Saturday, October 10, 2009

Cell Phone Tracking (GPS) and Car Tracking (GPS) Without A Warrant by Private Investigators Is It Legal, "Big Brother is tucked away in our cell phones."

Cell phone GPS tracking is used in "limited circumstances" and is used in cases involving "known, dangerous criminals or in the apprehension of fugitives by Law Enforcement Officers (LEO)." State or Federal court approval is needed before using the cell phone tracking technique." "Tracking the location of people's cell phones reveals intimate details of their daily routines and is highly invasive of their privacy," said Catherine Crump, a staff attorney with the ACLU. "The government is violating the Constitution when it fails to get a search warrant before tracking people this way."

In a major ruling, the New York Court of Appeals has held that the police cannot use a GPS device on a suspect’s car without a warrant — ordering a new trial for Scott Weaver, 41, a burglary suspect. In the meantime, the Wisconsin Court of Appeals came to the opposite conclusion: finding no need for a warrant in the use of GPS devices against citizens for any reason by the police.

A Wisconsin court ruled recently that police can now secretly attach a GPS tracking device (like the one pictured above) to your car without a warrant. They can then track your comings and goings without your knowledge, building a case against you to presumably protect your fellow citizens.

The court reasoned that it's okay for cops to spy on citizens like this because "GPS tracking does not involve a search or seizure." The ACLU scoffed at this fantasy, saying it's "a gross violation of one's privacy, and makes the Fourth Amendment a sad clown."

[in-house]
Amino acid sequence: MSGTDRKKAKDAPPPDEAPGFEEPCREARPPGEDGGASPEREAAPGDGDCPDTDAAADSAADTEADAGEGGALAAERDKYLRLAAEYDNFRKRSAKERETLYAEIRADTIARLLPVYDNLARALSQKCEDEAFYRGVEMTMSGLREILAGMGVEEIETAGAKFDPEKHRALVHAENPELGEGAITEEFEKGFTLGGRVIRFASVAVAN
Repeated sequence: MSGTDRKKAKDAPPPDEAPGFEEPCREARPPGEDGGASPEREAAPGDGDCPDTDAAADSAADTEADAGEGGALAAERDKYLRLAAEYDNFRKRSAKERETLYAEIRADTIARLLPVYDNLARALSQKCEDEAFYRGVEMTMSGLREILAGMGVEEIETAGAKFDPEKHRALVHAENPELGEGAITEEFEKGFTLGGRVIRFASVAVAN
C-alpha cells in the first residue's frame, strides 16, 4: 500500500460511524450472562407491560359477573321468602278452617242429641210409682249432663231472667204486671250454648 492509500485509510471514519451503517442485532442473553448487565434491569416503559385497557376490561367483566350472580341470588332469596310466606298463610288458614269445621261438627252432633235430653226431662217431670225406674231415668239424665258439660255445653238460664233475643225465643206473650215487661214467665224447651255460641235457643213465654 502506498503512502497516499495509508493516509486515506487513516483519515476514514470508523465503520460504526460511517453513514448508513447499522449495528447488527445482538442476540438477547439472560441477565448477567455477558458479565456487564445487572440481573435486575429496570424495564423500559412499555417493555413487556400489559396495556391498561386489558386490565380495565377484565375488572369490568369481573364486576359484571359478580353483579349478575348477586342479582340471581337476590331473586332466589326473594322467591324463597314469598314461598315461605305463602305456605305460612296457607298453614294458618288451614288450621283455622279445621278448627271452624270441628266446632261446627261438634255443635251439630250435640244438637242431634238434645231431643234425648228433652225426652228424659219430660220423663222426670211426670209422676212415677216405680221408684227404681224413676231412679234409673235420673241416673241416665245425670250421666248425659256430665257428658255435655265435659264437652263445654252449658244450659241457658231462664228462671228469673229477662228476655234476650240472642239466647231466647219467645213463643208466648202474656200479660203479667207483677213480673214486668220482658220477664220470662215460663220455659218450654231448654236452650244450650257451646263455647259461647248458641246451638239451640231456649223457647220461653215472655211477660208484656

A spokesperson for the Wisconsin branch of the American Civil Liberties Union expressed disappointment in the judge’s conclusion, saying that it was wrong for someone to attach something on another person’s personal property, without court permission.

Wisconsin is one of the first states in the country to pass a law specifically addressing GPS tracking devices, recognizing their growing importance in investigating criminal activity. It might be looked upon as a legal precedent by courts in other states.

What then could make covert GPS tracking illegal? Well, if you are violating the constitutional rights of another person with your tracking that will make it illegal. GPS tracking is unconstitutional when you begin violating their privacy or harassing them with your tracking. Since all covert GPS tracking is pretty much a harassment and violation of your privacy you can pretty much assume that any and all covert GPS tracking undertaken by private citizens is going to be considered illegal.

In the final analysis, covert GPS vehicle tracking is legal in some circumstances and illegal in others. Police, if they have a warrant, are pretty much always able to install secret tracking devices inside vehicles or even track a cell phone. Private citizens, on the other hand, can only employ GPS tracking for their personal property, "THEIR OWN PERSONAL PROPERTY "- whether it is done covertly or not, you can not hire a third party (like a private investigator) to "bug" your husband or wife's cell phone or car !